Each boy who attends the New England prep school Avon Old Farms is different; however, there are many similarities between them as well. It's imperative that we get to know each boy from the start of his time here in order to best assist him in his journey into adulthood. Daily interactions with the boys in the dorm and on campus allow the faculty to gain a better understanding of the boys' personalities.

While on dorm duty I make it a point to stop into each room to check in with each boy individually. I'll ask him about his day, sports, homework, social lives, interests, etc.—and then listen—because knowing the whole boy better equips me to guide and mentor him. Attention to every detail provides insight into why a boy is struggling in any area of his life; we understand that if he is experiencing trouble with a relationship, it can lead to a downward trend in academics, stress in the athletic arena, and can easily be carried over to the overarching social pulse in the school. Fortunately, the daily interactions that dorm parents have with the boys cue us into how we can bolster the emotional well-being of each student as he navigates life in a boarding school. 


In his dorm, a student will interact with around five different faculty members on the dorm team: each faculty member is there to ensure that the boy will feel supported and equipped to succeed. Even beyond my assigned dorm duties, I like to go around the dorm in the evening to speak with each boy; ask him about his day, and to say goodnight—especially at the beginning of the year. This helps me to learn the boys’ names, and to get to know them. It also shows them that there is an adult presence, someone who cares about them and helps to keep them on the straight and narrow. A boy's sense of confidence can propel him to achieve more in his classes and try new things, such as one of the many clubs on campus or a community outreach event ... knowing he has the solid backbone of adult guidance will help him to feel even more secure in who he is and therefore expand more in the process.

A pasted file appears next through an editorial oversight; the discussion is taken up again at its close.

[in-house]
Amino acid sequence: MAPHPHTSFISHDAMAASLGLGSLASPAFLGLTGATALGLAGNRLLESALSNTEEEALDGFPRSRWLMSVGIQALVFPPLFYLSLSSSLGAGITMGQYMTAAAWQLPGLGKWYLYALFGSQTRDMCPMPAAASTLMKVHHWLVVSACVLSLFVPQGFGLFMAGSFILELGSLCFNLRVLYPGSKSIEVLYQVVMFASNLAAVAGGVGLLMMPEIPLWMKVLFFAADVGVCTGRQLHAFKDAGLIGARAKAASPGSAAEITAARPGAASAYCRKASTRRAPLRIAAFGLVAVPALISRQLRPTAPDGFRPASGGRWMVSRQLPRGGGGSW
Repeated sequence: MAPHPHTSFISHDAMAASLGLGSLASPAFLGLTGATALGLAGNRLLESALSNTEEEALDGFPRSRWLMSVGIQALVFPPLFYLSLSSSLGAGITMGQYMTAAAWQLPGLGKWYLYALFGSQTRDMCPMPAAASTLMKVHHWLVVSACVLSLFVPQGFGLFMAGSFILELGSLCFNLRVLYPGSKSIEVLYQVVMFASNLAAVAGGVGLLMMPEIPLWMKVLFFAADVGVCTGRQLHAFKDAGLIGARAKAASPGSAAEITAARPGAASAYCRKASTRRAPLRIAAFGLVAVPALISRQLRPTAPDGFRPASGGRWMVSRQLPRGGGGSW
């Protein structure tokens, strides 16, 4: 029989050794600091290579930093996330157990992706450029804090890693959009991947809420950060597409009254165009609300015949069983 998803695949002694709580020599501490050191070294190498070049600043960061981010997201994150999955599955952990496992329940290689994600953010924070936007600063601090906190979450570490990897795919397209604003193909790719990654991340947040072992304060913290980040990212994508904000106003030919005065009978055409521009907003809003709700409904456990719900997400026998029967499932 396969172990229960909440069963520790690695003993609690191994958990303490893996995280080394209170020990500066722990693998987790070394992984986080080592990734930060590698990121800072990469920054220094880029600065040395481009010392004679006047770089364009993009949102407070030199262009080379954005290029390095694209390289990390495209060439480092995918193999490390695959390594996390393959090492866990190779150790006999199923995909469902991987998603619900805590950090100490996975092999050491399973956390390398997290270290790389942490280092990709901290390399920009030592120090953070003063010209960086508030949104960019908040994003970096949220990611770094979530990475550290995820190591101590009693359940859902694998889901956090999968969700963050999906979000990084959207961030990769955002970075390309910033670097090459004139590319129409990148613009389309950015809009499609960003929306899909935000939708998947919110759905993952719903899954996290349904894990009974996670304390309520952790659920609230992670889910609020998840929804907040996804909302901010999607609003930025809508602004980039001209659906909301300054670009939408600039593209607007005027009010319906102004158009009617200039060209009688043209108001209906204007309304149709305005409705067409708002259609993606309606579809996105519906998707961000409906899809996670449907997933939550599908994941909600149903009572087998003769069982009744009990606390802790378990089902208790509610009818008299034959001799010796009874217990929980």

Key Takeaway

For boarding students, the dormitory is their home away from home. Creating a safe environment where a boy will thrive is an awesome responsibility for a head dorm parent—a trust that we take seriously and intentionally at Avon Old Farms School. From the first day students arrive until the day they cross the stage at commencement, boys need to feel that they belong and that they are a part of the community. After years of living at a boarding school that provides structure, compassion, attention, and the consistent presence of adults, we know the boys are heading out into their next life stage equipped and ready to face new challenges head on.

About the Author

Benjamin Schloat

Benjamin Schloat

Director of Community Service, Spanish Teacher, Assistant Director of Summer Programs